When to sell Coastal Contracts?
Koon Yew Yin
30th May 2011
A few months ago, I recommended a buy Coastal Contracts. It has been going up to its historical high of Rm 3.82 and closed at Rm 3.77 yesterday. Of course the most important question is when do you sell to make the profit?
Coastal Contracts just announced its Q1 result. Its EPS for Q1 2011 was 15.48 cents compared with its EPS for Q1 2010 of 11.45 cents, an increase of 35%. This shows that the Company is continuing to make more and more profit. Its record shows that the company has been making increasing profits in the last few years.
Its revenue and EPS for FY 08, FY 09 and FY10 were 347million, 27 cents; 466m,46c and 672m,56cents.
There are many criteria such as P/E ratio, NTA, revenue growth etc for stock selection. Profit growth prospect is the most important criterion for share selection. I will never buy any share without this quality because its share will definitely drop as soon as it shows reduced profit. In other words- buy on solid evidence of growth of profit and not on the basis of speculation or hot tips! The best time to sell any share is when the reason to buy the share is no longer valid, that is, no more profit growth.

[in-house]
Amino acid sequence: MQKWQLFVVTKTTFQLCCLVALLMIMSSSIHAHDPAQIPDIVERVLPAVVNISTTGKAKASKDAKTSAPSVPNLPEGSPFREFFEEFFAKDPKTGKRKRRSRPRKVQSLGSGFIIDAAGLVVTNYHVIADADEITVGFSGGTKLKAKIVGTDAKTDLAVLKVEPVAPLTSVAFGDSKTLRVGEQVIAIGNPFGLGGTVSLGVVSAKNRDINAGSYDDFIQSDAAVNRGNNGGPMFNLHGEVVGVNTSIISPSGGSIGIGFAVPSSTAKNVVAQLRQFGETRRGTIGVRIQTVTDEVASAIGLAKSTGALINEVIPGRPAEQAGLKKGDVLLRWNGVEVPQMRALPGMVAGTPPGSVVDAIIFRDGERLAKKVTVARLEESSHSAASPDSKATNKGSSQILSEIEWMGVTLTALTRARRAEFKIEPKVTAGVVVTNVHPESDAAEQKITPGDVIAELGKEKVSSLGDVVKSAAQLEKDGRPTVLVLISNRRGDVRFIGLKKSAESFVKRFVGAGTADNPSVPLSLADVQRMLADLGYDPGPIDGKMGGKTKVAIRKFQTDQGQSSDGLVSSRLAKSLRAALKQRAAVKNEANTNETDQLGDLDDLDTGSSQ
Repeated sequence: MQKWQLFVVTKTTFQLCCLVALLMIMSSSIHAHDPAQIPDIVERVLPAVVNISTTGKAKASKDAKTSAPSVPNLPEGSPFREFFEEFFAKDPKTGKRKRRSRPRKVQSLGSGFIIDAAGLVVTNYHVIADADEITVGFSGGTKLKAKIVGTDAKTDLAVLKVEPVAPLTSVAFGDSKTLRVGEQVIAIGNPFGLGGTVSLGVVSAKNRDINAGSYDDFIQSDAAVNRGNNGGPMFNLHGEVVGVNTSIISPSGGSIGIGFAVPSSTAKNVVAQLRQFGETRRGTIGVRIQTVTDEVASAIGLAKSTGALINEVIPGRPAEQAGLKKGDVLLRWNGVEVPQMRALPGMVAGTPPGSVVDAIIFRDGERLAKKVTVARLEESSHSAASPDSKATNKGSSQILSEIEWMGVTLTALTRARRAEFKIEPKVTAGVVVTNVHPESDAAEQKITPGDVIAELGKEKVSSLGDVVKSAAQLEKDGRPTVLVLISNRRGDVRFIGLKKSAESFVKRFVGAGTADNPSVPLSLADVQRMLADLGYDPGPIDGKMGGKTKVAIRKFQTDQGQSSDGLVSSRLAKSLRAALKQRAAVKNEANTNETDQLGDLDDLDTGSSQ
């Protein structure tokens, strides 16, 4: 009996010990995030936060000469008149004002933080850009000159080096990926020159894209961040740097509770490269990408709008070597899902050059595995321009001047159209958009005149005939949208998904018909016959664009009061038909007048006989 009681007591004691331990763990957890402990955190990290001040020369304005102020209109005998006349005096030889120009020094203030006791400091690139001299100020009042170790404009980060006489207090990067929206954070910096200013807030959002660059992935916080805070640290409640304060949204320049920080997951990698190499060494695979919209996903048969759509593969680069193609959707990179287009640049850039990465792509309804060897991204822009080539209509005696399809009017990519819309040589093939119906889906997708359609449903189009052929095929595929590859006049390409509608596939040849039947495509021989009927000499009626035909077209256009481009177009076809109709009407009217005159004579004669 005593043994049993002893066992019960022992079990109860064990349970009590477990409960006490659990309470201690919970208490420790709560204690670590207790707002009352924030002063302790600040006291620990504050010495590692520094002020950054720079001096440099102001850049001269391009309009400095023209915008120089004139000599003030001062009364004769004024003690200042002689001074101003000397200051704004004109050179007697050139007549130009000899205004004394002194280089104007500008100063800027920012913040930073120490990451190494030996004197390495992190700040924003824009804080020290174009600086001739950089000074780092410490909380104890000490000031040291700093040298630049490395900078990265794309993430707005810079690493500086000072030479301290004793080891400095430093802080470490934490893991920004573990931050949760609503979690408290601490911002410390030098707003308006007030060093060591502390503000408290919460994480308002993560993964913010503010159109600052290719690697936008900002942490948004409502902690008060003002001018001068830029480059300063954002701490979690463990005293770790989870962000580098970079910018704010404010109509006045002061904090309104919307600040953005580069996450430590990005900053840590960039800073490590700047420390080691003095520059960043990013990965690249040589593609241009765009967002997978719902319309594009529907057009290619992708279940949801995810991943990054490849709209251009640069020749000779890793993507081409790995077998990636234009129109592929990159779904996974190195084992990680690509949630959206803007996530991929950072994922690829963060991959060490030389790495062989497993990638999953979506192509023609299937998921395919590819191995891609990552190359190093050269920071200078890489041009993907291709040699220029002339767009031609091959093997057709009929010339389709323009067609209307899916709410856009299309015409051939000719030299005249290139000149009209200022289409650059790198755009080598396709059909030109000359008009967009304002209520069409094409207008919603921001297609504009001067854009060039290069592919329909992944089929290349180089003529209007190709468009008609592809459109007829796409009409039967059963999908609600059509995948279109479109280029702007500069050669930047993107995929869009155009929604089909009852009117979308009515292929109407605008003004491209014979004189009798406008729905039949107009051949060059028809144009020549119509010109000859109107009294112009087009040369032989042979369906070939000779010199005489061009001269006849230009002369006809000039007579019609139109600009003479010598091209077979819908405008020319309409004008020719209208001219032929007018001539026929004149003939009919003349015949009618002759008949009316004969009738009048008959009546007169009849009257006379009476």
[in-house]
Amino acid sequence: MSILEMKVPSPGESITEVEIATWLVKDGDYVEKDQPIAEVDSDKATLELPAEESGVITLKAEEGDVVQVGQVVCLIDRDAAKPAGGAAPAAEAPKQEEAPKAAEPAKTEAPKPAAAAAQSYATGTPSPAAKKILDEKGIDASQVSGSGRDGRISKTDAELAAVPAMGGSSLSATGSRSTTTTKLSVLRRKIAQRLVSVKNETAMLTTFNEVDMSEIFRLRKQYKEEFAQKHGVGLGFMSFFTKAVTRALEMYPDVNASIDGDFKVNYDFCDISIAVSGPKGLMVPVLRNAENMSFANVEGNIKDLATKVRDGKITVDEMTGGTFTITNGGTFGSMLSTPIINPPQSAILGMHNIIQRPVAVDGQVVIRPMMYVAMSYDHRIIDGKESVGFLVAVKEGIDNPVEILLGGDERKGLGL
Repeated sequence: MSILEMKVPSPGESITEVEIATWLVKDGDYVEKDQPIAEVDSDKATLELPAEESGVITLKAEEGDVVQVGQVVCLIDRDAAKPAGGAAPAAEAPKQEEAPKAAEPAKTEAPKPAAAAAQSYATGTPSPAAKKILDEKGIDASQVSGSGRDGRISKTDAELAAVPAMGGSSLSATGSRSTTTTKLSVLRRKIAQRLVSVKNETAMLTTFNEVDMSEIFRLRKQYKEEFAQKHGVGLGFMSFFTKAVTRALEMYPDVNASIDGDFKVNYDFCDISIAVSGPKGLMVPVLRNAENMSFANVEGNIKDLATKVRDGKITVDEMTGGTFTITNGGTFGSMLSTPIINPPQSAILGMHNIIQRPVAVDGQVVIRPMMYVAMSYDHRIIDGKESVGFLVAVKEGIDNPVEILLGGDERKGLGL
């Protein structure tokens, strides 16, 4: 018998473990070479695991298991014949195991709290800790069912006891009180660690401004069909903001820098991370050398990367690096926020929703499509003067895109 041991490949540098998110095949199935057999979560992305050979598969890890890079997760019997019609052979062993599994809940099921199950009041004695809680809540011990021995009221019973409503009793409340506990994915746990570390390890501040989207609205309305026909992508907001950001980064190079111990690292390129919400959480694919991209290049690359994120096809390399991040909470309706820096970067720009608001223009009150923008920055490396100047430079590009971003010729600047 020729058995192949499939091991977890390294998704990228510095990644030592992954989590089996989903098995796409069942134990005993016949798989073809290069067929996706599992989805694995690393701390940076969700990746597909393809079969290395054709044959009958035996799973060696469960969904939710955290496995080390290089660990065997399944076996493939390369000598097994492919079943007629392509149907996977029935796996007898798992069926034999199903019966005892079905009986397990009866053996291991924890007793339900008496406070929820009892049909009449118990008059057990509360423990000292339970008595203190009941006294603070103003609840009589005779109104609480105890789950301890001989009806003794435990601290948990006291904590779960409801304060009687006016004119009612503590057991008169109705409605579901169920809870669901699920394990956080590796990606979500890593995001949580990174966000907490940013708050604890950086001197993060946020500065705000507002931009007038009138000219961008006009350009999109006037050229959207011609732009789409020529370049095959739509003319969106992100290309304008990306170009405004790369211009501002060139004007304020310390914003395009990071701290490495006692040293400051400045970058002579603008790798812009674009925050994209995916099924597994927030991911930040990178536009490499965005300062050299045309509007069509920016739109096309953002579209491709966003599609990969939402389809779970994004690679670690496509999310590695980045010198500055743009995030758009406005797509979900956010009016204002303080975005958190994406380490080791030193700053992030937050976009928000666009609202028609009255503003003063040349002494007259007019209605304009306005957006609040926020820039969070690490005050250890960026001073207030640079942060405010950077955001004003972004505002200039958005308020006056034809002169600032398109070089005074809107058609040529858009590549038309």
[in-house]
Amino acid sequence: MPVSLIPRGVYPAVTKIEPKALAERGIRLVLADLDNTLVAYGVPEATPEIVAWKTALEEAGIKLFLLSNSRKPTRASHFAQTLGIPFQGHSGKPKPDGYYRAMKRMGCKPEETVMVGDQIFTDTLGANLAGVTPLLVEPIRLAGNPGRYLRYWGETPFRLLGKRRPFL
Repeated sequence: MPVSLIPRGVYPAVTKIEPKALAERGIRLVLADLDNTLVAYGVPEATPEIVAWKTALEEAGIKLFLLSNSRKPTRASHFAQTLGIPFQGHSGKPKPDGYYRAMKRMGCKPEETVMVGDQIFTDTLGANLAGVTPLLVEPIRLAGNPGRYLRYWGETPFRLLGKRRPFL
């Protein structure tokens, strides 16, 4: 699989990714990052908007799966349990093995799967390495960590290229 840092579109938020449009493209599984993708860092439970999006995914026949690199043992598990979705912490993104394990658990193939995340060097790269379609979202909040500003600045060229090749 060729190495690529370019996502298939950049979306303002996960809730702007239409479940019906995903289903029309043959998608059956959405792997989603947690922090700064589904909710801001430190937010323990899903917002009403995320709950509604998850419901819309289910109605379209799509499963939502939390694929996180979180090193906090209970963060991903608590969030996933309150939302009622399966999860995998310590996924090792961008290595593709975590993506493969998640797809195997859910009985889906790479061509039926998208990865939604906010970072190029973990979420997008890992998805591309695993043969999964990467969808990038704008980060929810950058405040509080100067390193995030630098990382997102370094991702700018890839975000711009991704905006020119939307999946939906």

In fact, for 5 consecutive year, the Company was awarded Forbes’ “Asia’s 200 Best Under a Billion” from 2006- 2010 and I do not think there is any other Malaysian Company which has achieved this honour. In addition, the Company was also awarded “KPMG Shareholder Value Award” for 5 straight years from 2006 to 2010.
Yesterday the share price closed at Rm 3.77 and its historical high was Rm 3.82. Assuming that its earnings for the next 3 quarters are the same, its whole year’s earning will be 4 X its Q1 EPS 15.48 = 58 cents. It is still very cheap for a stock with such good quality. Basing on its historical high price of Rm 3.82, it is selling at P/E ratio of Rm 3.82 divided by 58 cents = 6.6.
After you have bought some stock that you think can perform well, you will have to decide when and which stock to sell. Often many investors make the mistake of selling the good ones to lock in profit early but retain those that are not performing because of their aversion to taking losses on these. Some regret their action later and may even jump back into the market to buy the same stock that they had just sold but at a higher price. Most of them do not jump back into the market for the stock and they can only watch the stock go higher and higher.
I am obliged to tell you that this stock forms a major portion of investment portfolio and if you decide to buy, hold or sell it, you are doing it at your own risk.
Koon Yew Yin